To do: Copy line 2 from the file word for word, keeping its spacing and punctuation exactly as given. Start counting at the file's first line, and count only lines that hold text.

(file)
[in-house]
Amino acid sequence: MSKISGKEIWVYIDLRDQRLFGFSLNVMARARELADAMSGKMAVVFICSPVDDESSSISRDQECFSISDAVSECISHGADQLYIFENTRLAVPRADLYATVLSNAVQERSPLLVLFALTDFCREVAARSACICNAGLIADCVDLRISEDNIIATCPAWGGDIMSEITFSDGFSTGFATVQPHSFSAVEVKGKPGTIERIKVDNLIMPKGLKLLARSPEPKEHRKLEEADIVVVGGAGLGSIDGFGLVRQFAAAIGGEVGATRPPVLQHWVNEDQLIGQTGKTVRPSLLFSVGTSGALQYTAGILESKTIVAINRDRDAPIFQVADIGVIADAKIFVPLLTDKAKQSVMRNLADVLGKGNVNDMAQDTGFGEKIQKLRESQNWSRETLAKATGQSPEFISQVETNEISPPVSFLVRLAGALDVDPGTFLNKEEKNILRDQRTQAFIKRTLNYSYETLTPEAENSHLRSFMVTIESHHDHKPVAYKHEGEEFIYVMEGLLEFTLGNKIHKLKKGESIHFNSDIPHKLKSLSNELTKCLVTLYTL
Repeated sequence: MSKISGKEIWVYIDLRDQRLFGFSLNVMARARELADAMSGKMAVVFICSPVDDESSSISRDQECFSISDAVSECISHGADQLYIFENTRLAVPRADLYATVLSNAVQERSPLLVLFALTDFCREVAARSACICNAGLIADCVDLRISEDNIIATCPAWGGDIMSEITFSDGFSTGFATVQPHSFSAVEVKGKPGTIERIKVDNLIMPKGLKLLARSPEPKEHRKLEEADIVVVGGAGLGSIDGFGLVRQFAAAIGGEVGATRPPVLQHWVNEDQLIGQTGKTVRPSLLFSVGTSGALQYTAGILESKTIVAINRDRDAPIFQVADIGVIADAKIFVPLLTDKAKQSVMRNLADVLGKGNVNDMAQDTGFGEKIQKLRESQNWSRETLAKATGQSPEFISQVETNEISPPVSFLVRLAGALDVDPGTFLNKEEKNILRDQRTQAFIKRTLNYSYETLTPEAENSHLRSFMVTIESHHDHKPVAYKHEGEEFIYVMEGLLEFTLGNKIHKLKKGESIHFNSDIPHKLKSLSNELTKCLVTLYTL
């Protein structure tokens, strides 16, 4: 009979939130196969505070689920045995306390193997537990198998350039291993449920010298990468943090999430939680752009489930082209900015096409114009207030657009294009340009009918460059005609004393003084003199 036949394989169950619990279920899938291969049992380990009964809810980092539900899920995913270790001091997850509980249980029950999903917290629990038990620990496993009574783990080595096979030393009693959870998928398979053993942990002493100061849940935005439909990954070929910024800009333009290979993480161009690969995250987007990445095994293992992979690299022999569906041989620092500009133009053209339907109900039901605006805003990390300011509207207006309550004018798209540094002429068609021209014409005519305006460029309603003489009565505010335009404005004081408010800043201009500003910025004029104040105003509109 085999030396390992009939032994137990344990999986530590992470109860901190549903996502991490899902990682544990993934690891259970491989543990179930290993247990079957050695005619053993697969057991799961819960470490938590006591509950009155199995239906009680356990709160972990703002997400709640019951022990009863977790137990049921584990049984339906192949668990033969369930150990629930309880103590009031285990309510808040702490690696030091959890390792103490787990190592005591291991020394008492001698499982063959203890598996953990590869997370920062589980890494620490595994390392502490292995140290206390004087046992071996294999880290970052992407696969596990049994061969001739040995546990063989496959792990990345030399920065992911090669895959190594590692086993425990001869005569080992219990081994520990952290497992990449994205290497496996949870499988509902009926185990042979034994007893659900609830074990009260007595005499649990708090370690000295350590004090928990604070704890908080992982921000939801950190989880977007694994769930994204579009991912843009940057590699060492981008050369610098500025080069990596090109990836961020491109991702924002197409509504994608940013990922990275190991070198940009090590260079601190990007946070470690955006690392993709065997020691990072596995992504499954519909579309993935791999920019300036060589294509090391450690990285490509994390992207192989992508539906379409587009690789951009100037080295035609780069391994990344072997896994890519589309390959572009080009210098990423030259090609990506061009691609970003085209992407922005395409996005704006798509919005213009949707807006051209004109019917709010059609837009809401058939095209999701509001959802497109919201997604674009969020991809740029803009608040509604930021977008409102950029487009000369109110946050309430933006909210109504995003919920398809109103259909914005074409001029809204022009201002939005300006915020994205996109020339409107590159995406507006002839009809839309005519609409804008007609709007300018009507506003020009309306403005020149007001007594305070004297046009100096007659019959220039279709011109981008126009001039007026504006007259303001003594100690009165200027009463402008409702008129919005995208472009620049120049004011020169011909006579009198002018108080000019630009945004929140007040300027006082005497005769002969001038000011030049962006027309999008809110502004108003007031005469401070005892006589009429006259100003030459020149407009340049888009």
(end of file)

Amino acid sequence: MSKISGKEIWVYIDLRDQRLFGFSLNVMARARELADAMSGKMAVVFICSPVDDESSSISRDQECFSISDAVSECISHGADQLYIFENTRLAVPRADLYATVLSNAVQERSPLLVLFALTDFCREVAARSACICNAGLIADCVDLRISEDNIIATCPAWGGDIMSEITFSDGFSTGFATVQPHSFSAVEVKGKPGTIERIKVDNLIMPKGLKLLARSPEPKEHRKLEEADIVVVGGAGLGSIDGFGLVRQFAAAIGGEVGATRPPVLQHWVNEDQLIGQTGKTVRPSLLFSVGTSGALQYTAGILESKTIVAINRDRDAPIFQVADIGVIADAKIFVPLLTDKAKQSVMRNLADVLGKGNVNDMAQDTGFGEKIQKLRESQNWSRETLAKATGQSPEFISQVETNEISPPVSFLVRLAGALDVDPGTFLNKEEKNILRDQRTQAFIKRTLNYSYETLTPEAENSHLRSFMVTIESHHDHKPVAYKHEGEEFIYVMEGLLEFTLGNKIHKLKKGESIHFNSDIPHKLKSLSNELTKCLVTLYTL